The surprise cake thought experiment

You are sleeping dreamlessly. Your friends are eating a most delicious cake. They consider waking you and giving you a slice, before you all go back to sleep. They know you really like waking up in the night to eat delicious cakes with them and will have no trouble getting back to sleep. They are about to wake you when they realize that if they don’t give you the cake you you will be unconscious and thus unable to want to join them, or be helped or harmed. So they finish it themselves. When you awake the next day and are told how they almost wasted their cake on you, are you pleased they did not?

If not, one explanation is that you are a temporally extended creature who was awake and had preferences in the past, and that these things mean you currently have preferences. You still can’t accrue benefits or costs unless you get a bit more conscious, but it usually seems the concern is just whether there is an identity to whom the benefits and costs will apply. As an added benefit, this position would allow you to approve of resuscitating people who have collapsed.

To agree with this requires a notion of personal identity other than ‘collection of person-moments which I choose to define as me’, unless you would find the discretionary boundaries of such collections morally relevant enough to make murder into nothing at all. This kind of personal identity seems needed to make unconscious people who previously existed significantly different from those who have never existed.

It seems very unlikely to me that people have such identities. Nor do I see how it should matter if they did, but that’s another story. Perhaps those of you who think I should better defend my views on population ethics could tell me why I should change my mind on personal identity. These may or may not help.

Estimation is the best we have

This argument seems common to many debates:

‘Proposal P arrogantly assumes that it is possible to measure X, when really X is hard to measure and perhaps even changes depending on other factors. Therefore we shouldn’t do P’.

This could make sense if X wasn’t especially integral to the goal. For instance if the proposal were to measure short distances by triangulation with nearby objects, a reasonable criticism would be that the angles are hard to measure, relative to measuring the distance directly. But this argument is commonly used in situations where optimizing X is the whole point of the activity, or a large part of it.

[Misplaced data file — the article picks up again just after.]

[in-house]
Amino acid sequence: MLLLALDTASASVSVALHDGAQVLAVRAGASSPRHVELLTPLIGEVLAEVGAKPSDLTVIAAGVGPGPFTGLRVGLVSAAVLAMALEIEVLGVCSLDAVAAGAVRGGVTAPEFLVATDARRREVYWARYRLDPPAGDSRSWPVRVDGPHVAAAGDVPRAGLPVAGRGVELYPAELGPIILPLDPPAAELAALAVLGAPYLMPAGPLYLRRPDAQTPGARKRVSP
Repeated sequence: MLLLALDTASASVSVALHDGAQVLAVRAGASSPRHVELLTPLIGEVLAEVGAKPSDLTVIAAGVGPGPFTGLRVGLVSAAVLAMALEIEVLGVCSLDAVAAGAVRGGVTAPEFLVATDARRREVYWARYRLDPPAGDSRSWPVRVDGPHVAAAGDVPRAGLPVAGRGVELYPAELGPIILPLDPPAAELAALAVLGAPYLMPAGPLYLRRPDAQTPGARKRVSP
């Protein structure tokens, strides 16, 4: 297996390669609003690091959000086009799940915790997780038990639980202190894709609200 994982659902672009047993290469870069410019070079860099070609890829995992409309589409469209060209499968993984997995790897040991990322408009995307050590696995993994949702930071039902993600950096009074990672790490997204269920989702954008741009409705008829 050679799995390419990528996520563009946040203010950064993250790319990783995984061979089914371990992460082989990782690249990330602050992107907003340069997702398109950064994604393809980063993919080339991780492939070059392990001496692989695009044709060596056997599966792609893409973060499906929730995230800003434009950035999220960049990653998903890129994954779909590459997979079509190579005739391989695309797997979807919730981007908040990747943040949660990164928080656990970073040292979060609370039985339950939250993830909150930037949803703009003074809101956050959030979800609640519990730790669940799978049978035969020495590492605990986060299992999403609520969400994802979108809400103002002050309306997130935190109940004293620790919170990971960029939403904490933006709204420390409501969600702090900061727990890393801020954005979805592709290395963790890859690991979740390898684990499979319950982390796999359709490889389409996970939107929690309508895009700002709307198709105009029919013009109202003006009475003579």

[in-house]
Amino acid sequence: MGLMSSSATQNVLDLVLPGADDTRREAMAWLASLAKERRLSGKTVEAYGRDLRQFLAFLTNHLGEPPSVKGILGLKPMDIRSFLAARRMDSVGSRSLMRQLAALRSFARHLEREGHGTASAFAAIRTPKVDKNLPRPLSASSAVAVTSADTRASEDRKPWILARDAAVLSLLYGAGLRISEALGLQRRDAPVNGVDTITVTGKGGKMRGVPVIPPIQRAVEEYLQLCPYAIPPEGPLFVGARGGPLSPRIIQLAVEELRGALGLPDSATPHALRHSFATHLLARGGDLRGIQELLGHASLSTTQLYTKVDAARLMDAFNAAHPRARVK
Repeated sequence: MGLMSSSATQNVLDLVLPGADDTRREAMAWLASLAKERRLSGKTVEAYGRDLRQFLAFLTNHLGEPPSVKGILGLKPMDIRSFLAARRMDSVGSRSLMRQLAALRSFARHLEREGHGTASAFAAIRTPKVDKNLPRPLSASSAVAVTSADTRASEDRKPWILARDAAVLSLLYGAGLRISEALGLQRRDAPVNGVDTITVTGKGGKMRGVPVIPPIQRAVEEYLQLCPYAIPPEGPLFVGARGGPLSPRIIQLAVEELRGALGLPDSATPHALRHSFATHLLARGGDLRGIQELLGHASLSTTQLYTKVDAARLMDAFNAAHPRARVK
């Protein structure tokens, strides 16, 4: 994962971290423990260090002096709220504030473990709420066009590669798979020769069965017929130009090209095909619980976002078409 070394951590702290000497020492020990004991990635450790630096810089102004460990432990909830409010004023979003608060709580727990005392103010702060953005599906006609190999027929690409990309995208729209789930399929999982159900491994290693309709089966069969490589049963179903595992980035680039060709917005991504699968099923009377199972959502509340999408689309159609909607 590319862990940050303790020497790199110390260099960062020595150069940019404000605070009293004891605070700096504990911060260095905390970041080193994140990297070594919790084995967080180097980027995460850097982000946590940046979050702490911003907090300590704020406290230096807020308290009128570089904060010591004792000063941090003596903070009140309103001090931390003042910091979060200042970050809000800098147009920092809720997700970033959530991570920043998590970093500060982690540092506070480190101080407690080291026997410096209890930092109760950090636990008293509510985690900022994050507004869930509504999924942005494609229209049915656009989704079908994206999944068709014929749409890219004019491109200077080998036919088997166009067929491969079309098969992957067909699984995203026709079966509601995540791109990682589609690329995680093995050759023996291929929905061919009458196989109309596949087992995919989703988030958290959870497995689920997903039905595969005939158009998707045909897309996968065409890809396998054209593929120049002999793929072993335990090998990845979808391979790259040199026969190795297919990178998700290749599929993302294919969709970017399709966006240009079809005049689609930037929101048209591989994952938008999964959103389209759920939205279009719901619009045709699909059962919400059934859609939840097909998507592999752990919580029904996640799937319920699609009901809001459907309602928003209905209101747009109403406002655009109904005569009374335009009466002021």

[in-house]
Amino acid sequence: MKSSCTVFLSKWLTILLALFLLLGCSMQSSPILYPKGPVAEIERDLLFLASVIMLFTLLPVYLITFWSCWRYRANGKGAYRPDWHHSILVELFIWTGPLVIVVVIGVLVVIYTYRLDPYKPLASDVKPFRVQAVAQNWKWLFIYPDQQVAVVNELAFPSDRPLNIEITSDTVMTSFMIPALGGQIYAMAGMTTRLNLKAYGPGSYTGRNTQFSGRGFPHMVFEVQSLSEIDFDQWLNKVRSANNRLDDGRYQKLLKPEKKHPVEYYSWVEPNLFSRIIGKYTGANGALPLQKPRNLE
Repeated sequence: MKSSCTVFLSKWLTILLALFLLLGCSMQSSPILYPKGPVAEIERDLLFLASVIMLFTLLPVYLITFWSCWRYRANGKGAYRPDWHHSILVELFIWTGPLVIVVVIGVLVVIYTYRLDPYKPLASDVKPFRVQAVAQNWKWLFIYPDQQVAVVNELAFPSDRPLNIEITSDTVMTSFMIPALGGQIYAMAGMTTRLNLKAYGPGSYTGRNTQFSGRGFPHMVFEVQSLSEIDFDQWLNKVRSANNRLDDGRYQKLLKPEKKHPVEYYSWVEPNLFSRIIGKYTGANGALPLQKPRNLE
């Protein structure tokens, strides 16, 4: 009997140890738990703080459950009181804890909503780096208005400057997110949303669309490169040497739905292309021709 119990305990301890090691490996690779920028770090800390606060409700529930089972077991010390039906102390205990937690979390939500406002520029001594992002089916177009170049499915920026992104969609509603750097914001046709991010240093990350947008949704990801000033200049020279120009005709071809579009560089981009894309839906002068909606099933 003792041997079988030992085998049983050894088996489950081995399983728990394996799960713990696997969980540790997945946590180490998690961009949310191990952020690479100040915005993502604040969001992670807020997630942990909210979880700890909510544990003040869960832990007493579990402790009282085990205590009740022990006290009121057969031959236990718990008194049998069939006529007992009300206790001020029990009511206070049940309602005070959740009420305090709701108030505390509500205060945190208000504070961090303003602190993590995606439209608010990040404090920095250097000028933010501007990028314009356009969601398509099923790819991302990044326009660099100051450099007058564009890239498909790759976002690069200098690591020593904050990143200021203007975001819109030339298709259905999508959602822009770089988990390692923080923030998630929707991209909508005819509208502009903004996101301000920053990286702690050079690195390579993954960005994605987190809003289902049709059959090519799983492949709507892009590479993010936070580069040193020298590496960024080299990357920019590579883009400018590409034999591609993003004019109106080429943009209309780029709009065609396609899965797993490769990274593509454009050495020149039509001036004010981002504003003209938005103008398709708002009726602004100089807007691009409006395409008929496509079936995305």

Criticism of utilitarianism provides a good example. A common argument is that it’s just not possible to tell if you are increasing net utility, or by how much. The critic concludes then that a different moral strategy is better, for instance some sort of intuitive deontology. But if the utilitarian is correct that value is about providing creatures with utility, then the extreme difficulty of doing the associated mathematics perfectly should not warrant abandoning the goal. One should always be better off putting the reduced effort one is willing to contribute into what utilitarian accuracy it buys, rather than throwing it away on a strategy that is more random with regard to the goal.

A CEO would sound ridiculous making this argument to his shareholders. ‘You guys are being ridiculous. It’s just not possible to know which actions will increase the value of the company exactly how much. Why don’t we try to make sure that all of our meetings end on time instead?’

In general, when optimizing X somehow is integral to the goal, the argument must fail. If the point is to make X as close to three as possible for instance, no matter how bad your best estimate is of what X will be under different conditions, you can’t do better by ignoring X all together. If you had a non-estimating-X strategy which you anticipated would do better than your best estimate in getting a good value of X, then you in fact believe yourself to have a better estimating-X strategy.

I have criticized this kind of argument before in the specific realm of valuing of human life, but it seems to apply more widely.  Another recent example: people’s attention spans vary between different activities, therefore there is no such thing as an attention span and we shouldn’t try to make it longer. Arguably similar to some lines of ‘people are good at different things, therefore there is no such thing as intelligence and we shouldn’t try to measure it or thereby improve it’.

Probabilistic risk assessment is claimed by some to be impossibly difficult. People are often wrong, and may fail to think of certain contingencies in advance. So if we want to know how prepared to be for a nuclear war for instance, we should do something qualitative with scenarios and the like. This could be a defensible position. Perhaps intuitions can better implicitly assess probabilities via some other activity than explicitly thinking about them. However I have not heard this claim accompanied by any such motivating evidence. Also if this were true, it would likely make sense to convert the qualitative assessments into quantitative ones and aggregate them with information from other sources rather than disregarding quantitative assessments all together.